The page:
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Pityriasis Lichenoides

By Shinjita Das, MD, Instructor in Dermatology; Assistant in Dermatology, Harvard Medical School; Massachusetts General Hospital

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Pityriasis lichenoides is a clonal T-cell disorder that may develop in response to foreign antigens (eg, infections or drugs) and may be associated with cutaneous T-cell lymphoma. Treatment may include various topical and oral drugs.

Pityriasis lichenoides has distinct acute and chronic forms, which are usually distinct entities; however, lesions may evolve from the acute to chronic type. The acute form typically appears in children and young adults, with crops of asymptomatic chickenpox-like lesions that typically resolve, often with scarring, within weeks to months. Antibiotics (eg, tetracycline, erythromycin) or phototherapy may help.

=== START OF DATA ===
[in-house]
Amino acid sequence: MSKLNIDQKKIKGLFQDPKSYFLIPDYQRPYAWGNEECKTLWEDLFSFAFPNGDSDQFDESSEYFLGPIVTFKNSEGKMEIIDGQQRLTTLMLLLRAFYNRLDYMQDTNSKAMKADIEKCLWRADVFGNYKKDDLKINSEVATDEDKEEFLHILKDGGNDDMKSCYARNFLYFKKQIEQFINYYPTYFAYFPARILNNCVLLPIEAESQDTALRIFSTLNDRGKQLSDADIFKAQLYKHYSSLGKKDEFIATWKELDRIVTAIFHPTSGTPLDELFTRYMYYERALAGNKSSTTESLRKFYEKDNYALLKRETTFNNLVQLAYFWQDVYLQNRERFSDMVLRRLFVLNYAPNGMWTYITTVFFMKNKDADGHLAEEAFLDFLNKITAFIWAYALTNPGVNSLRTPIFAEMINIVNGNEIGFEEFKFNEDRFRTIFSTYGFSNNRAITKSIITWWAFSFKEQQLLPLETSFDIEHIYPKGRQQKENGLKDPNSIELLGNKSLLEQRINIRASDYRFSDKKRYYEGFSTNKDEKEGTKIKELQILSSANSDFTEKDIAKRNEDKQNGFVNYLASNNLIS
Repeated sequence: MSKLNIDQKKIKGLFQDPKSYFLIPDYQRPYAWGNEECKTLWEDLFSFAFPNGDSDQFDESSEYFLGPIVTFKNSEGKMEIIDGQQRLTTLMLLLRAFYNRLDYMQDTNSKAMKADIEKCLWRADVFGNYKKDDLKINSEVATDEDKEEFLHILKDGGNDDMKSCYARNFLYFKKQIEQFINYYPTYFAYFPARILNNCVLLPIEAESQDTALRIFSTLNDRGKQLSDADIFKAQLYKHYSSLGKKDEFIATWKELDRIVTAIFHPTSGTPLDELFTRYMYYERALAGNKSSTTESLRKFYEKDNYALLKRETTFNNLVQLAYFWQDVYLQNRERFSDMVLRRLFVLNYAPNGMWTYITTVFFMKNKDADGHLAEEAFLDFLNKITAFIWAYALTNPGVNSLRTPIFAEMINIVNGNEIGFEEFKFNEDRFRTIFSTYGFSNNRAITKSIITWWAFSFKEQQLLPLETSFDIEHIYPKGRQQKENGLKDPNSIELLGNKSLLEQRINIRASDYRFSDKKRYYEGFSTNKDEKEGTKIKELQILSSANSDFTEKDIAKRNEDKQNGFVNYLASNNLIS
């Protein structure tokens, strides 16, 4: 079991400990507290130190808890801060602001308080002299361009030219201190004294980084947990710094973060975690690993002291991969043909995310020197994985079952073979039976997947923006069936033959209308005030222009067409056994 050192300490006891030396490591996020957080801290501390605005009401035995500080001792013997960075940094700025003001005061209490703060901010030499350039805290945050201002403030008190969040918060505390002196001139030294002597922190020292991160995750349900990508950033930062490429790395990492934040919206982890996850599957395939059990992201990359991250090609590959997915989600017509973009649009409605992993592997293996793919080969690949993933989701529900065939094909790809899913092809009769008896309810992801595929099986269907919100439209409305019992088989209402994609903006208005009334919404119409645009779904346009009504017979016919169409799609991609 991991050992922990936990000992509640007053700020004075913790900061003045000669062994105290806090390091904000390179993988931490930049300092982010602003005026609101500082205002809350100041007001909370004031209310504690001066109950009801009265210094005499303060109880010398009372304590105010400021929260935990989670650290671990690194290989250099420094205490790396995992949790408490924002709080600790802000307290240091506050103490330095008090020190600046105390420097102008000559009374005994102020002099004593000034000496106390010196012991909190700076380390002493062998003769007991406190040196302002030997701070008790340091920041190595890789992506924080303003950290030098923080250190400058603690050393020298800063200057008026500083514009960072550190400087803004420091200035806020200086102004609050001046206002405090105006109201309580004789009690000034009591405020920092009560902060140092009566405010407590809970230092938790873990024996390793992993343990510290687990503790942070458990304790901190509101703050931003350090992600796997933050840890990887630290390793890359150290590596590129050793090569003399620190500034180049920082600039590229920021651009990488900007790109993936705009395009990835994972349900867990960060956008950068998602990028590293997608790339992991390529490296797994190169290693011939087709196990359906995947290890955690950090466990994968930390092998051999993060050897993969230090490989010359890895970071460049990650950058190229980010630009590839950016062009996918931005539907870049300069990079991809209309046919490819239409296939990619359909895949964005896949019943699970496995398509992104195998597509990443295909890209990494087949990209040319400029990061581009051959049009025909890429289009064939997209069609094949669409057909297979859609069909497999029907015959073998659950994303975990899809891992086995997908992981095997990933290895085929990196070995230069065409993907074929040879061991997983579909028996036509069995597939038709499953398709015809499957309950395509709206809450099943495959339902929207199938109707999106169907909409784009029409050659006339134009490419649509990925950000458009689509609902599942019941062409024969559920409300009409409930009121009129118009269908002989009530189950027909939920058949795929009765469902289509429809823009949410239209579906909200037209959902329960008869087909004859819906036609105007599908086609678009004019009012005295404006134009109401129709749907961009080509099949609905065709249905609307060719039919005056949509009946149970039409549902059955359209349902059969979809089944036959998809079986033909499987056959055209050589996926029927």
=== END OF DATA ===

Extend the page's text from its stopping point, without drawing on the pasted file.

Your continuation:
The chronic form of pityriasis lichenoides initially manifests as flatter, reddish brown, scaling papules that may take months or longer to resolve.


  • Various topical and oral treatments

Treatment of pityriasis lichenoides is often ineffective, but sunlight, topical corticosteroids, topical tacrolimus, oral antibiotics, phototherapy, and immunosuppressants have been used with varying success (1).

Treatment reference

  • 1. Bowers S, Warshaw EM: Pityriasis lichenoides and its subtypes. J Am Acad Dermatol 55:557–572, 2006. doi: 10.1016/j.jaad.2005.07.058.

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